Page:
The 33rd Fighter Wing at Eglin Air Force Base on Thursday held its annual remembrance of the 12 airmen the wing lost in the 1996 Khobar Towers bombing in Saudi Arabia.
EGLIN AFB — The moving trumpet notes of "Taps" cut mournfully into the thickly humid morning air at Eglin Air Force Base on Thursday as the 33rd Fighter Wing remembered the dozen airmen the wing lost in the June 25, 1996, terrorist attack at Khobar Towers in Dhahran, Saudi Arabia.
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On that day 24 years ago, just two days before the 33rd Fighter Wing was scheduled to return home from Saudi Arabia, a truck bomb exploded at Khobar Towers. The blast damaged buildings across the complex, then home to a large number of American military personnel.
A monument to the fallen, on the grounds of Eglin AFB, serves as the site each year for a remembrance of the 33rd Fighter Wing "Nomads" lost in the truck bomb explosion.
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For Col. Jon Wheeler, the proximity of this year’s anniversary to Father’s Day was particularly poignant.
Addressing the families of the fallen soldiers and others attending this year’s memorial, Wheeler noted that in 1996, before the proliferation of digital technology, military personnel on deployment truly were separated from their families for holidays like Father’s Day, making the return to home all that much more special.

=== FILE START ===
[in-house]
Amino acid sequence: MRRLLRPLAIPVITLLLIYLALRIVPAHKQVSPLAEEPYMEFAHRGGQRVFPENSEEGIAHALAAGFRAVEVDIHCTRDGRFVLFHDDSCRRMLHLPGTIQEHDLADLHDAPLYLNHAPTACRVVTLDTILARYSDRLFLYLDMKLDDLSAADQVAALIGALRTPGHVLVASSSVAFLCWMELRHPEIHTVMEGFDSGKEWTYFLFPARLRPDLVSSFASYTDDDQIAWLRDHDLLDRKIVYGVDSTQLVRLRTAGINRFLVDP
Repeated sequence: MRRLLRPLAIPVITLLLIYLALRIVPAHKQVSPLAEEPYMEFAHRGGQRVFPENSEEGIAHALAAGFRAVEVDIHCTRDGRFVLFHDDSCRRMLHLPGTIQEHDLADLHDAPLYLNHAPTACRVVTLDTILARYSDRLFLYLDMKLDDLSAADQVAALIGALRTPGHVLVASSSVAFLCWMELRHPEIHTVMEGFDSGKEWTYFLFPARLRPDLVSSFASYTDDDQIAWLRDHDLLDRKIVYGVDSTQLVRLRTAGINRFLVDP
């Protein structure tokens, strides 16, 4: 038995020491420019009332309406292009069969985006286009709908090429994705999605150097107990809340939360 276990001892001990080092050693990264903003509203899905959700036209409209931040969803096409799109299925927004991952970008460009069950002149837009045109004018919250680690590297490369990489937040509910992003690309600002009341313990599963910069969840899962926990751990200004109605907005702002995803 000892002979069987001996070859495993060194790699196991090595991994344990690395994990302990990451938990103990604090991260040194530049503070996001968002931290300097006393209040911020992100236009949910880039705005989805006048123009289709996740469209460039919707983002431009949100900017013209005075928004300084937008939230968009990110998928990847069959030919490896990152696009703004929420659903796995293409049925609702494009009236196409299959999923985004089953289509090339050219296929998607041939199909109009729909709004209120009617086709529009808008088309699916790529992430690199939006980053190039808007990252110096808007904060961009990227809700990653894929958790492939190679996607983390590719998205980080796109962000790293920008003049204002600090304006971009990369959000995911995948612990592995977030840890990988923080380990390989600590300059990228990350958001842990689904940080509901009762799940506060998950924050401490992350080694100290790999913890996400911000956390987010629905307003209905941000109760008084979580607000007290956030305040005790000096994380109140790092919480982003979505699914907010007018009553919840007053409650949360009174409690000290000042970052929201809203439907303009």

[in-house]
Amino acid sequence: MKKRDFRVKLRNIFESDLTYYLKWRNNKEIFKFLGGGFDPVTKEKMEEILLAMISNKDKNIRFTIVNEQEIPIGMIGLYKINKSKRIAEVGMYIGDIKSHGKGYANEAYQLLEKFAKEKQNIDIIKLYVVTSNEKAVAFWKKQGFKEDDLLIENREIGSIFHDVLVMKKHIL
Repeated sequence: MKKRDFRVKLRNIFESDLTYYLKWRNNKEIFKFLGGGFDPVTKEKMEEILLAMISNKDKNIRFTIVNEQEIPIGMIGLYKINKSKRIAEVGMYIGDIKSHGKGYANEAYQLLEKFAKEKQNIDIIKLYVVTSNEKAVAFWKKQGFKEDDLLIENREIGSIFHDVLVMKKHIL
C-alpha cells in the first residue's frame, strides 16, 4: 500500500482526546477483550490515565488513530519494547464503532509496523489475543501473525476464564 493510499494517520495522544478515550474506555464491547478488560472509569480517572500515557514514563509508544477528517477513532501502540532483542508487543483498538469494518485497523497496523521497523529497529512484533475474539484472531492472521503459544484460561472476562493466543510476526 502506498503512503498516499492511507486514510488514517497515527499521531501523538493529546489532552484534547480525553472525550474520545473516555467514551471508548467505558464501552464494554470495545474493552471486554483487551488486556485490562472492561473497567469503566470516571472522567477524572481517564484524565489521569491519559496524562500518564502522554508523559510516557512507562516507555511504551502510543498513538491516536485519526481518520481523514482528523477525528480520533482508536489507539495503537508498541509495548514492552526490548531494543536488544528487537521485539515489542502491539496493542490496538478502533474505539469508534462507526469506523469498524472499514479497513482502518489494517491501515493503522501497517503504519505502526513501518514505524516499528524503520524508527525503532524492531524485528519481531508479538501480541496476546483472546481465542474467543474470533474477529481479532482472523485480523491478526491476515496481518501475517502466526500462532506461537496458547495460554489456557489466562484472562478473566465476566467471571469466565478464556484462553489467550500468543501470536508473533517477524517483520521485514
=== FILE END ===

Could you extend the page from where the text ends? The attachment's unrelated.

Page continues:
"They weren’t able to FaceTime or Skype," Wheeler said. "They weren’t able to talk or text every day with their families."
And, Wheeler continued, he was also mindful Thursday of the fathers of the fallen Nomads. Those men, he said, have now "spent 24 years not getting that call, not getting that card, not getting that visit" from their sons on Father’s Day.
Wheeler also touched on the challenges facing the world today, including the ongoing COVID-19 pandemic and the demonstrations around the country regarding issues of race, policing and history.
"This year, our country and the world have endured much suffering," Wheeler said. "It’s a lot to take in, and the challenges can seem insurmountable."
It can be helpful, Wheeler continued, to look to the past for inspiration in handling current difficulties. "As we face new challenges today," he said, "we are inspired by our Nomads from years ago."
Then, addressing the fallen airmen, Wheeler said, "Now, more than ever, your legacy inspires and touches us."
The focal point of the monument is a semicircular stone structure featuring photos of the 12 airmen, and inscriptions honoring them, all under an engraving that reads, "Our Nomads Have Ceased Their Wandering."
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For the annual ceremony, boots decorated with yellow flowers and tied with yellow ribbons — a symbol of loved ones awaiting a military member’s return — are arrayed below the stone memorials to the fallen airmen.
In addition to the 12 airmen from the 33rd Fighter Wing and the seven other airmen lost at Khobar Towers, the truck bomb blast wounded 105 Nomads. All told, the bombing resulted in nearly 500 casualties among American military and civilian personnel.
When the truck bomb exploded just before 10 p.m., it unleashed the equivalent of more than 20,000 pounds of TNT. At the time, Khobar Towers housed about 3,000 Air Force personnel and several hundred U.S. Army troops. British and French forces also lived in other buildings in the complex.
In other remarks Thursday, Wheeler said it was one of the high honors of his position as wing commander to preside over the annual memorial observance.
"Thank you for your continued trust in the 33rd Fighter Wing to remember those we lost," he told the Thursday audience for the memorial.